Dedicated to the conservation and enjoyment of Nail Can Hill, a fantastic treasure right on Albury’s doorstep.

Nail Can Hill Flora and Fauna reserve, in Albury, is a highly modified environment due to historical clearing (1800s), gold mining and localized bush fires, that is now successfully regenerating and supporting vibrant biodiversity. 

The 'hill' has many mountain bike and walking tracks, a broad range of flora and fauna and hosting some big events like the Nail Can Hill Run in May and the Wildflower walks (Sept/Oct).

Friends of Nail Can Hill are a dynamic group established in 2014 to promote community appreciation, understanding and engagement with the Nail Can Hill environment. We have a small but dedicated steering committee and we welcome any and all input.

Our strategy, to enhance the native flora and fauna biodiversity on Nail Can Hill, is to work closely with and support the two land managers involved (Albury City Council and the Crown Lands Section of the NSW government), and we also receive strong support from Parklands Albury-Wodonga and the Local Landcare Co-ordinator.

Our activities include guided community biodiversity walk'n'talks especially focusing on reptiles, birds, Squirrel gliders and  wildflowers. We also remove of environmental weeds, support biological control agents where possible, have active revegetation projects, and promote local handbooks to help us discover the vibrant biodiversity of Nail Can Hill.

Most of Albury-Wodonga is located on riverine alluvial sediments (sands, silts, clays and gravels) deposited by the Murray River and its contributories.

  • The stony hills that rise to the north (Black Range) and west (Nail Can Hill) consist of high grade Ordovician metasediments (quartz, mica and schist) (Soil Conservation Service, 1978).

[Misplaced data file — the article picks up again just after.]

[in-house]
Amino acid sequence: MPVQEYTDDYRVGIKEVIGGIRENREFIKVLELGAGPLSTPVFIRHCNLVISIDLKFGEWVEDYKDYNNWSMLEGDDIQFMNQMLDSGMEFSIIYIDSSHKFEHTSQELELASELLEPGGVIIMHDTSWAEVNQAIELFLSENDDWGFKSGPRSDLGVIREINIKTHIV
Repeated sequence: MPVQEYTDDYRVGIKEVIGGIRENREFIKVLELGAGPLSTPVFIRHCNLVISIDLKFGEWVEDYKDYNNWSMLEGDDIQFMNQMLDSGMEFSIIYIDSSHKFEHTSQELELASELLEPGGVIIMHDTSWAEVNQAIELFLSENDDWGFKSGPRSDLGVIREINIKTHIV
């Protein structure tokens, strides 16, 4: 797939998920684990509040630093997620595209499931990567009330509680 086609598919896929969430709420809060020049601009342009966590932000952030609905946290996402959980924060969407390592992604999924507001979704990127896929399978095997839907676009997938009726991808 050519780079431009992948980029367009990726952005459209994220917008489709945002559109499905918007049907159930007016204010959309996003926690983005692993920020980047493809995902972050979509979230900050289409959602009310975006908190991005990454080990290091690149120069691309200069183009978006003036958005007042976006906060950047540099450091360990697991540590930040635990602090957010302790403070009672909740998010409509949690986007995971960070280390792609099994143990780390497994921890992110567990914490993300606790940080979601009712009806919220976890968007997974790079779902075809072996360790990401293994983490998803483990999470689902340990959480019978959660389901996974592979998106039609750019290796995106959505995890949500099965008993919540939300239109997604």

• The area receives around 700 millimetres of rainfall per year.
  • The Albury area is located in the South West Slopes biogeographic region (bioregion) of New South Wales.
  • This bioregion has been described as one of the most cleared regions in Australia (State of the Environment Advisory Council 1996).
  • The fertile natural grassy woodlands were mostly cleared for agriculture, and now there is less than 10% remaining (Miles 2001)

Vegetation community: Box Gum Grassy Woodland, Granitic Hills Woodland, Heath Dry Forest, and Box Ironbark Forest

Classified for uses: Recreation, Conservation and Multiple Cultural heritage sites.

Size : 1200 Hectares

Our mates at Parklands Albury Wodonga have an an interactive map of the walking and bike trails.

Download the booklet "Along the Bush Tracks - discovering the hilltop bushlands of Albury-Wodonga including plants, birds and trails" from the AlburyCity Council webpage.  

This publication was originally written by members of Monument Hill Parklands and Albury Wodonga Field Naturalists with support from the National Environment Centre (Riverina Institute of TAFE) and Parklands Albury Wodonga.


Nest box monitoring by volunteers

Download group KML